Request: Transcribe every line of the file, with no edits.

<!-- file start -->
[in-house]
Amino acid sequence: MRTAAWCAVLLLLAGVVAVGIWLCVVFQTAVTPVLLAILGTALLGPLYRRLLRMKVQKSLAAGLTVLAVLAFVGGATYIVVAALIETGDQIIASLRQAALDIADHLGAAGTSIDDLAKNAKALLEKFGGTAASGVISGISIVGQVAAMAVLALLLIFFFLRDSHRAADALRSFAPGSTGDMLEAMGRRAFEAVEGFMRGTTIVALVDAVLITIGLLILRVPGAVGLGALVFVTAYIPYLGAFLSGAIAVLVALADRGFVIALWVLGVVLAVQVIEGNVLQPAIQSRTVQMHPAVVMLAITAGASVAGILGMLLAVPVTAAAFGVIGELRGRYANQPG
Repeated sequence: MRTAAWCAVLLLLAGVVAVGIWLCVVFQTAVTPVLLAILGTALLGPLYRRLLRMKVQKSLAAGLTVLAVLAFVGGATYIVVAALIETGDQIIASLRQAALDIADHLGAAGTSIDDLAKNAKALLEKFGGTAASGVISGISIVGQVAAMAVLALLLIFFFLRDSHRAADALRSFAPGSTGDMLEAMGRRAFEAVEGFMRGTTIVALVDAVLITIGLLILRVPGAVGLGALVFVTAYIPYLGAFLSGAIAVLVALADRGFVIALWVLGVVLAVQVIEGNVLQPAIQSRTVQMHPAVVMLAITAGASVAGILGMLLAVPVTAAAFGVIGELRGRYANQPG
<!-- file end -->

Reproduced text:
[in-house]
Amino acid sequence: MRTAAWCAVLLLLAGVVAVGIWLCVVFQTAVTPVLLAILGTALLGPLYRRLLRMKVQKSLAAGLTVLAVLAFVGGATYIVVAALIETGDQIIASLRQAALDIADHLGAAGTSIDDLAKNAKALLEKFGGTAASGVISGISIVGQVAAMAVLALLLIFFFLRDSHRAADALRSFAPGSTGDMLEAMGRRAFEAVEGFMRGTTIVALVDAVLITIGLLILRVPGAVGLGALVFVTAYIPYLGAFLSGAIAVLVALADRGFVIALWVLGVVLAVQVIEGNVLQPAIQSRTVQMHPAVVMLAITAGASVAGILGMLLAVPVTAAAFGVIGELRGRYANQPG
Repeated sequence: MRTAAWCAVLLLLAGVVAVGIWLCVVFQTAVTPVLLAILGTALLGPLYRRLLRMKVQKSLAAGLTVLAVLAFVGGATYIVVAALIETGDQIIASLRQAALDIADHLGAAGTSIDDLAKNAKALLEKFGGTAASGVISGISIVGQVAAMAVLALLLIFFFLRDSHRAADALRSFAPGSTGDMLEAMGRRAFEAVEGFMRGTTIVALVDAVLITIGLLILRVPGAVGLGALVFVTAYIPYLGAFLSGAIAVLVALADRGFVIALWVLGVVLAVQVIEGNVLQPAIQSRTVQMHPAVVMLAITAGASVAGILGMLLAVPVTAAAFGVIGELRGRYANQPG